Biochemical clogging (biofouling) occurs as a result of processes that take place in anoxic groundwater in the near-well region. A number of authors worldwide have considered the anoxic state and the processes that lead to well ageing. However, the objective of the long-term and broad-based research reported here was to establish a correlation between some of the most important biochemical parameters of groundwater (Eh, Fe) and mechanical parameters (groundwater entrance velocities, rate of clogging). As far as we are aware, this constitutes pioneering work on a global scale.

Research was conducted on several sites along three rivers in Serbia (the Sava River – Belgrade Groundwater Source; the Danube – riverbank sections from Kovin to Dubovac and from Knićanin to Čenta; and the Velika Morava – Ključ Groundwater Source near the City of Požarevac). All the tests revealed that there was virtually no biochemical clogging under oxic groundwater conditions (where the redox potential was greater than 250 mV).

In anoxic conditions (the redox potential range above 50 mV was studied), the main parameters that drive well clogging, apart from well entrance velocities, were found to include the groundwater redox potential and iron concentration.. The general expression is:

for10

where: v –entrance velocity, Fe – iron concentration in well water, Eh – groundwater redox potential, B – function of the rate of bacterial growth in the well, Γ – function of several parameters related to well design (with or without gravel pack, gravel pack characteristics, type and characteristics of screen slots), as well as the grain-size distribution of the aquifer.

Given the large number of parameters, different condition of the wells and a diversity of hydrogeological settings, it was impossible to establish very stringent correlations between the rate of clogging, and groundwater iron concentrations and redox potential. Still, the correlation outlined above is proposed. Allowable entrance velocities were also specified. Plots of the vcr = f(Eh, Fe) type are proposed as suitable and recommended for use in the design of both tube wells and radial wells. This is also deemed important for assessments of well regeneration and reconstruction methods.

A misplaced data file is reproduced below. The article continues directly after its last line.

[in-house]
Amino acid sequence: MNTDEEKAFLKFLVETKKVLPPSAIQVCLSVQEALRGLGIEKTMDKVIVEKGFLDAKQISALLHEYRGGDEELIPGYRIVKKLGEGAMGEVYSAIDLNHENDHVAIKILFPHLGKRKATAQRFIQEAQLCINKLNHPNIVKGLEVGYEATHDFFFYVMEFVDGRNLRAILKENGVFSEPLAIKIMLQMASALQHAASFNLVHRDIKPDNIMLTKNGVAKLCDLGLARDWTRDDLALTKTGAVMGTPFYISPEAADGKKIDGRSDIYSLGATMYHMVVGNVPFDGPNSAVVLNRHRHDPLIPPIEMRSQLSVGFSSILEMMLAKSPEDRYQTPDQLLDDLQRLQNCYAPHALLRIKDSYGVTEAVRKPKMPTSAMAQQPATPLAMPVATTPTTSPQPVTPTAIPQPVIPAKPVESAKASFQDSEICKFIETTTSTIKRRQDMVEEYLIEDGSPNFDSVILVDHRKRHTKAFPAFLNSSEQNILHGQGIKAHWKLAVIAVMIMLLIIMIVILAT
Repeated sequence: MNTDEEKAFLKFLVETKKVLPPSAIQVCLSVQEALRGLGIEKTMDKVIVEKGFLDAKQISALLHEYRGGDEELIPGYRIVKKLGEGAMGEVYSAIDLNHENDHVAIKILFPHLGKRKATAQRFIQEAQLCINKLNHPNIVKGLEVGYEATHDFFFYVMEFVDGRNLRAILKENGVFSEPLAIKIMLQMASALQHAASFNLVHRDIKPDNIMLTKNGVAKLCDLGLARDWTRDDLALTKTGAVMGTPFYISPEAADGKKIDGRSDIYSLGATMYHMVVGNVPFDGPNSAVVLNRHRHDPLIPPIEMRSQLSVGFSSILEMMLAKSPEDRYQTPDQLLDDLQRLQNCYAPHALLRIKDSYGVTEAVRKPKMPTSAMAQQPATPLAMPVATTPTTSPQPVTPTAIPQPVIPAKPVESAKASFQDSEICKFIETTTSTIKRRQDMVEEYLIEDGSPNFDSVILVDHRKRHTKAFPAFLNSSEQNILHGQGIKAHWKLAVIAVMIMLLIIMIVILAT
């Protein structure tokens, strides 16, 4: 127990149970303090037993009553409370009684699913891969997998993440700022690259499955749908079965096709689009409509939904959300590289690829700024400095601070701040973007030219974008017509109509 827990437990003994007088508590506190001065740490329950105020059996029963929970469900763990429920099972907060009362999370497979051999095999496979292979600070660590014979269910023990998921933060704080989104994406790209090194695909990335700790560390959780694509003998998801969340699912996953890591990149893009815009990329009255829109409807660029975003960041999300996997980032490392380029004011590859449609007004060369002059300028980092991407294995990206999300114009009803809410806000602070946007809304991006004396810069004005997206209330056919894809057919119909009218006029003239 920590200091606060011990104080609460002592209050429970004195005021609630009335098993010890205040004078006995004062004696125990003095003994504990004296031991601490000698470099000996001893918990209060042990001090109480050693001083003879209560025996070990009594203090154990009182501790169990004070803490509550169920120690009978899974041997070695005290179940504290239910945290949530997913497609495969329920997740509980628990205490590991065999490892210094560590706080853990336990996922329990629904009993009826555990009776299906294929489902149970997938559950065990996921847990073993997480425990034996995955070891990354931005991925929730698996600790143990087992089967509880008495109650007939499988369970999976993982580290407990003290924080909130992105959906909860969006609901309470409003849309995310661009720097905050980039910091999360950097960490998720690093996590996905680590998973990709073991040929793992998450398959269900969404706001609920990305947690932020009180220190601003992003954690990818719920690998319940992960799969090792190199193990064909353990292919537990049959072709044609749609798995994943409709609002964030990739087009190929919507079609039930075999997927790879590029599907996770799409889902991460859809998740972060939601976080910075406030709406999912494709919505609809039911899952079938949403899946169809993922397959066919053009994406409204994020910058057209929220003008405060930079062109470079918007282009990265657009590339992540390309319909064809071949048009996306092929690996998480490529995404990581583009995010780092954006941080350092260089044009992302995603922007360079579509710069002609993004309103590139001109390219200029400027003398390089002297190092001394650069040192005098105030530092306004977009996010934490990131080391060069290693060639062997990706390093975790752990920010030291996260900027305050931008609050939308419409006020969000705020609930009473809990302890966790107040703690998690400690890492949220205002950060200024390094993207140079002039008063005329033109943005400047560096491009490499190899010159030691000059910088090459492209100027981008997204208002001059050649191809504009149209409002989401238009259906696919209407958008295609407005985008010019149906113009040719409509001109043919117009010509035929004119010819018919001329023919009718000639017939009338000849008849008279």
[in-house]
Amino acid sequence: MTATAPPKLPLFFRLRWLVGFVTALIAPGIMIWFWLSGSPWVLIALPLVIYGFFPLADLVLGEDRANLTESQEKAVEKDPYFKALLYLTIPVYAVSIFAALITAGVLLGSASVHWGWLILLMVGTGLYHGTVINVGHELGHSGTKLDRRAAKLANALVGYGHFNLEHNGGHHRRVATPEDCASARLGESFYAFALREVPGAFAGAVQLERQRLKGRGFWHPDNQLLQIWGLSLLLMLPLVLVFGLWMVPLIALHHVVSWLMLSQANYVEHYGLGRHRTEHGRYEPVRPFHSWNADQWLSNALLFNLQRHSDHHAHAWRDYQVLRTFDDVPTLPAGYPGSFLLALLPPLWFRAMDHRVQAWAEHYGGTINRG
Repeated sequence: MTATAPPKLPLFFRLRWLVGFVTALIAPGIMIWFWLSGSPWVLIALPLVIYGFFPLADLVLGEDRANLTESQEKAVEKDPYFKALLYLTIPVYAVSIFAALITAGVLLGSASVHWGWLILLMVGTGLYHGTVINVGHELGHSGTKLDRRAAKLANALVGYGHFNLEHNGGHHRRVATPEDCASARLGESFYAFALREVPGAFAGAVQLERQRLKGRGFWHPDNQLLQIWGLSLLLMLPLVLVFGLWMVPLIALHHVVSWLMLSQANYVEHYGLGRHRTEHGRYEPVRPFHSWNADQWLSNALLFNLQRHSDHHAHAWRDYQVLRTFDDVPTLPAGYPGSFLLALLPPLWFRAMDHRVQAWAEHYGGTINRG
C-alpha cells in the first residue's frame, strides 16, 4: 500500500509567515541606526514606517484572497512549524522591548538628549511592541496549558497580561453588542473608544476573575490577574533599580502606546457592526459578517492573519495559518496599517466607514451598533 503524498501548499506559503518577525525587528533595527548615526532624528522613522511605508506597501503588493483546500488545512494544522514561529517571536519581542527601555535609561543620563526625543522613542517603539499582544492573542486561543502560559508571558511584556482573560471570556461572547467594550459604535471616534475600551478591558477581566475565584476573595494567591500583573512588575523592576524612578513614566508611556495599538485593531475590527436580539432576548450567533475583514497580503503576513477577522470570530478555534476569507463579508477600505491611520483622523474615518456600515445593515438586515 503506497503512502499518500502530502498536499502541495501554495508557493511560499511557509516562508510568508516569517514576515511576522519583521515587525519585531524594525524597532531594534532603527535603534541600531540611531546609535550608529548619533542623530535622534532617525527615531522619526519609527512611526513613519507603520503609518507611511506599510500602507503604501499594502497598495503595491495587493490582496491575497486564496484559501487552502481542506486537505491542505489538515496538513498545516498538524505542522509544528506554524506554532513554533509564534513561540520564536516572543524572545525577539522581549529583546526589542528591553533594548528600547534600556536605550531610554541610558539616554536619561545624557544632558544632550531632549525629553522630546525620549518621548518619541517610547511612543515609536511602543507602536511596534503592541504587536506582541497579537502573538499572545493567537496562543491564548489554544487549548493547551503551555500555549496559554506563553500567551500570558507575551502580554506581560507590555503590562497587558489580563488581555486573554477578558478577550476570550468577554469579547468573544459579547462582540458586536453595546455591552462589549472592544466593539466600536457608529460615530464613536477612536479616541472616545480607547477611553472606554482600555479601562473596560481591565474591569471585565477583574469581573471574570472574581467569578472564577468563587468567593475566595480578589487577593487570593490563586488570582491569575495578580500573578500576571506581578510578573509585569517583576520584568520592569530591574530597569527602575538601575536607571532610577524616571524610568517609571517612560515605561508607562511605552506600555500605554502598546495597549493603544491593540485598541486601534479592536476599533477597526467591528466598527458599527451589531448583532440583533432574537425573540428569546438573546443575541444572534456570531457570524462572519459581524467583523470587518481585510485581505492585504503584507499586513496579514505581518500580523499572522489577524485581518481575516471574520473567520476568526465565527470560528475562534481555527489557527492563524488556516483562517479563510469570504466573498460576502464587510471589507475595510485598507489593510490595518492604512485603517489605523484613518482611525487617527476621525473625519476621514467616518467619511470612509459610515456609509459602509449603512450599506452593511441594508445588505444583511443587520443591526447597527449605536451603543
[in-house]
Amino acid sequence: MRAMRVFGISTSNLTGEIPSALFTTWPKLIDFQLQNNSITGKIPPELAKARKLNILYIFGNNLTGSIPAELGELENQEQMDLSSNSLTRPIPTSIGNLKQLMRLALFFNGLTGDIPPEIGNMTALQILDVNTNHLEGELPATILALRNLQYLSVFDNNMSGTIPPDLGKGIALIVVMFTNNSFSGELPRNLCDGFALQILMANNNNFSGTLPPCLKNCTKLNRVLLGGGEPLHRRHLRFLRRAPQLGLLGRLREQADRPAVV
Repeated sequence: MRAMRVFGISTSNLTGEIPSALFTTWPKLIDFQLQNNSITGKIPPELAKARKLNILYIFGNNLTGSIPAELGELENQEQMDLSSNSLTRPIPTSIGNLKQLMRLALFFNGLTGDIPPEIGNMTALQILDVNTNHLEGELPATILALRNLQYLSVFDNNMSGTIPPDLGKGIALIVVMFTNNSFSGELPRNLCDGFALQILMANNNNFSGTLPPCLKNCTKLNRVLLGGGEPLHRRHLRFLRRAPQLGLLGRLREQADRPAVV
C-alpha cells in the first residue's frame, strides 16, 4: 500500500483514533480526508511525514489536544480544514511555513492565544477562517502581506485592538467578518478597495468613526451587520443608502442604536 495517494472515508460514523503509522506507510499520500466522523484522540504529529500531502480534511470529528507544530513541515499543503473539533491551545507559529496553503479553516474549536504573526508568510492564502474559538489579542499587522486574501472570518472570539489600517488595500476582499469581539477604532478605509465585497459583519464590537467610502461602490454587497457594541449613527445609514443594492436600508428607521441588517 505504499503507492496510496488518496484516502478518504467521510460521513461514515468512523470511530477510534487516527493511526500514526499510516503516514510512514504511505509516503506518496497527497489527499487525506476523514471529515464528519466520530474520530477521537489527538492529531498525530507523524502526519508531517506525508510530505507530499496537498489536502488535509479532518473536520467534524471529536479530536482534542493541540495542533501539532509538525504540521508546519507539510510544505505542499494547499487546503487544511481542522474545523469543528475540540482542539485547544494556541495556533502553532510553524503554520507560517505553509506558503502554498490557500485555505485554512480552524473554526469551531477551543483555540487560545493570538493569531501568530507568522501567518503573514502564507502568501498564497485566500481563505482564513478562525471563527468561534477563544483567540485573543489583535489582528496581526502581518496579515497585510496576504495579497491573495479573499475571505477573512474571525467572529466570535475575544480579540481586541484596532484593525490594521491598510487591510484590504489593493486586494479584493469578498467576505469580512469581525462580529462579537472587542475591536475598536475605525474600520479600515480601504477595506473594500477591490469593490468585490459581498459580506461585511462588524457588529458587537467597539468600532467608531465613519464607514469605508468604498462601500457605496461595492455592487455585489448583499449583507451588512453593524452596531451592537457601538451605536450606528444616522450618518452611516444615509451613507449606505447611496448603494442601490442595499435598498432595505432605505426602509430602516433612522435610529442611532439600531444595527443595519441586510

The tests, both completed and ongoing, address a large number of other important aspects (nature of sediment formation, microbial activity of different micro-organisms, difference in redox potential between different parts of the porous medium, effect of the structural characteristics of well screens, well regeneration methods, etc.). The results of some of the tests will be reported shortly, while other tests are still to be conducted.

 

Acknowledgment

The present paper is an outcome of Project TR37014 "Methodology for the Assessment, Design and Maintenance of Groundwater Sources in Alluvial Environments Depending on the Aerobic State", which is funded by the Ministry of Education, Science and Technology Development of the Republic of Serbia.

 

 

fig32
Fig. 32: Well entrance velocities as a function of groundwater redox potential at a controlled annual increase in local drawdown of ∆S = 0.35 m/year.

 

fig33
Figure 33: Correlation between groundwater  Eh and Fe2+ in the alluviums of the Sava, the Danube and the Velika Morava (points represent average values by well).

 

fig34
Figure 34: Well entrance velocities as a function of Fe2+ concentration for a controlled annual increase in local drawdown of ∆S = 0.35 m/year.